Rochelle Canteen’s Margot Henderson Gets Serious
In October 2017, New Zealander Margot Henderson and her British business partner Melanie Arnold, proprietors of Rochelle Canteen in the Shoreditch neighbourhood of East London, set up a second outpost on the ground floor of the Institute of Contemporary Arts (ICA). “A five-minute walk from Trafalgar Square, this is an area more propitious for genteel private clubs than for decent restaurants serving the general public,” according to New York Times reviewer Edward Schneider.
“[Margot] Henderson is married to Fergus Henderson, founder of the influential London restaurant St. John, who was leading the charge on nose-to-tail eating long before it became a cliché,” Schneider writes. “The kinship between the two restaurants is easy to see at the new Rochelle Canteen – in the calculated plainness of its mostly white, somewhat ramshackle décor, and in the language employed on the ever-changing menu, whose terseness cannot mask the food’s appeal.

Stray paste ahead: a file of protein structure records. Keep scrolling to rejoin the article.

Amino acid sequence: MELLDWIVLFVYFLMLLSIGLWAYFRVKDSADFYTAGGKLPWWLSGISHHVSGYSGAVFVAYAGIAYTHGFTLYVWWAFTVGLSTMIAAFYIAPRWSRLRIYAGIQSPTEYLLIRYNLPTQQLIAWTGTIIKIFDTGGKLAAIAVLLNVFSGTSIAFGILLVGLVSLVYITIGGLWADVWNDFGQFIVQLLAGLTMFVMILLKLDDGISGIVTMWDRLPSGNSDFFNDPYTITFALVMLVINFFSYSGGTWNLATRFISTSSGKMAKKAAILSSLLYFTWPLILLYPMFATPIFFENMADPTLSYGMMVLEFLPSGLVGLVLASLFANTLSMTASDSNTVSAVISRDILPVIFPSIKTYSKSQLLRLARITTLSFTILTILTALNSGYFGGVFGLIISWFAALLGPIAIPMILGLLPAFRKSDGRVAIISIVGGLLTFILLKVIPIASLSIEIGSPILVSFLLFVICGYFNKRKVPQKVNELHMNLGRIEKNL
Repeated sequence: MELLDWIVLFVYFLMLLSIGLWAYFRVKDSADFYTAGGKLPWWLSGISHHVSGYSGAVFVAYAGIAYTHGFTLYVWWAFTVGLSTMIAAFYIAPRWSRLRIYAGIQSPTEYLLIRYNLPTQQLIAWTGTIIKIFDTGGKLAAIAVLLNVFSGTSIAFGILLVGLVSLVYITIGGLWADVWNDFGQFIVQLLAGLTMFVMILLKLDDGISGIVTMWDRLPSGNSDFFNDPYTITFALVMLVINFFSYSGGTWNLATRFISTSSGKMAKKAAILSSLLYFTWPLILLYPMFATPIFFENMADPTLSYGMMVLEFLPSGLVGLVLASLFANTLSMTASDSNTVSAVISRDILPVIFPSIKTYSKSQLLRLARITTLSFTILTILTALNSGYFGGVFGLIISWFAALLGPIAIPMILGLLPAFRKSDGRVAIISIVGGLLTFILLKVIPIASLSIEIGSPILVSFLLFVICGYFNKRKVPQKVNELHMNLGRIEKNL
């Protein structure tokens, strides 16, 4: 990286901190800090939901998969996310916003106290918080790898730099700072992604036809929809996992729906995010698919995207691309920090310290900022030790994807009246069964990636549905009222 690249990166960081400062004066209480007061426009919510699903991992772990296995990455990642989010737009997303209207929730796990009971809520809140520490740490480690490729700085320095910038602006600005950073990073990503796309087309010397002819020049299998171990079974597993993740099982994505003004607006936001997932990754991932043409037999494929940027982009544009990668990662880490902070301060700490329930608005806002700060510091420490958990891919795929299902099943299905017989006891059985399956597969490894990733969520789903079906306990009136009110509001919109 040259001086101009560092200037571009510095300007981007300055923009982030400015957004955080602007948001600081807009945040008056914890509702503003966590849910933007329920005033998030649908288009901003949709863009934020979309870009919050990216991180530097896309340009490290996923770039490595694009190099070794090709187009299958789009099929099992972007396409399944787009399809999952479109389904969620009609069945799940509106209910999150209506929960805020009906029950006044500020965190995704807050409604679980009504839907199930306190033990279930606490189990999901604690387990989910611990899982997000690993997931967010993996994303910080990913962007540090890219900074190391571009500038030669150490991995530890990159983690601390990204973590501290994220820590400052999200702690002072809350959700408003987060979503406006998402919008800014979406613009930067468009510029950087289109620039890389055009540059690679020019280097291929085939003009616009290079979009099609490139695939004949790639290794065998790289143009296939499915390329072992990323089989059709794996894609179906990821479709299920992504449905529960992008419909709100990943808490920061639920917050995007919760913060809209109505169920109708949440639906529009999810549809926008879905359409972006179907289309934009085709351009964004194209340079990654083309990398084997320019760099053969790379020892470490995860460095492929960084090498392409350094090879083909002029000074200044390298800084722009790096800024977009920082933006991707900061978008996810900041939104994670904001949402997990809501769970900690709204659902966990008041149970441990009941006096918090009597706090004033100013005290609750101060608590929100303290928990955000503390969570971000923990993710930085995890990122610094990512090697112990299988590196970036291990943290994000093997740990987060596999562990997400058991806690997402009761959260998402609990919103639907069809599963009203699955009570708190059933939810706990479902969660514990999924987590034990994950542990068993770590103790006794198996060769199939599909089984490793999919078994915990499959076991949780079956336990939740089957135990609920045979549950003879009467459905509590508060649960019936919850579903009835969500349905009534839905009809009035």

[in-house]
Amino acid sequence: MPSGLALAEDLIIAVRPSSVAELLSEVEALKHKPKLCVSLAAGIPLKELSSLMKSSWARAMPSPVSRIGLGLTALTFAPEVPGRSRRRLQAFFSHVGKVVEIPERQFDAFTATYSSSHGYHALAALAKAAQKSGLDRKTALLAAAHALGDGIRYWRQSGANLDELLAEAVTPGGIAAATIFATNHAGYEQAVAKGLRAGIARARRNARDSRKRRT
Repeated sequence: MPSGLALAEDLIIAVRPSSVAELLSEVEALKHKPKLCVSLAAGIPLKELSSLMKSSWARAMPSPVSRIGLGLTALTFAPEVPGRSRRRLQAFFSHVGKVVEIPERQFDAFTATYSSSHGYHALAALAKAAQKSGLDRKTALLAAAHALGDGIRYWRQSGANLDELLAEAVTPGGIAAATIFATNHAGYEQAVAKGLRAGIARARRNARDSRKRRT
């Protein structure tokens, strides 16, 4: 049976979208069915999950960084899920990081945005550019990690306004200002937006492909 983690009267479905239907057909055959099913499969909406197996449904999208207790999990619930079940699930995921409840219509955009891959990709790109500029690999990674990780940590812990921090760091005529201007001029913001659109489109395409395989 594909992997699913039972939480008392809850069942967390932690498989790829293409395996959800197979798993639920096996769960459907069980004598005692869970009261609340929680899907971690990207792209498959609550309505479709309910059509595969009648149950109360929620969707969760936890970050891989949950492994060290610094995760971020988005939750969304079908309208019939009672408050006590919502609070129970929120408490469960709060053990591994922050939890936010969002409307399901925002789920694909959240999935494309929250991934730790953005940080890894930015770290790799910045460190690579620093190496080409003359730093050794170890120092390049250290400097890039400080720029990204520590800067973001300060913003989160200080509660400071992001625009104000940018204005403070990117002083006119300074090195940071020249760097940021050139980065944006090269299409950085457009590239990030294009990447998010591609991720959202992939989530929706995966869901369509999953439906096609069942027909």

“Henderson said it was ‘time our galleries took their food as seriously as they take their art.’
“The words ‘Guinea Fowl & Smoked Bacon Pie,’ for example, could hardly be simpler, but who (other than a vegetarian) could resist them? It was a wonderful and surprisingly light dish, with a perfectly crisp and golden suet crust laid over tender breast and leg meat braised in a flavourful broth that also served as the pie’s poultry-and-bacon-scented sauce.”
“Rochelle ICA will delight you,” Schneider writes, “if you’re content with imaginative, delicious food served in an easygoing atmosphere with its own quirky style.”
Henderson is originally from Wellington.
Original article by Edward Schneider, The New York Times, April 21, 2018.
Photo by Joe Woodhouse.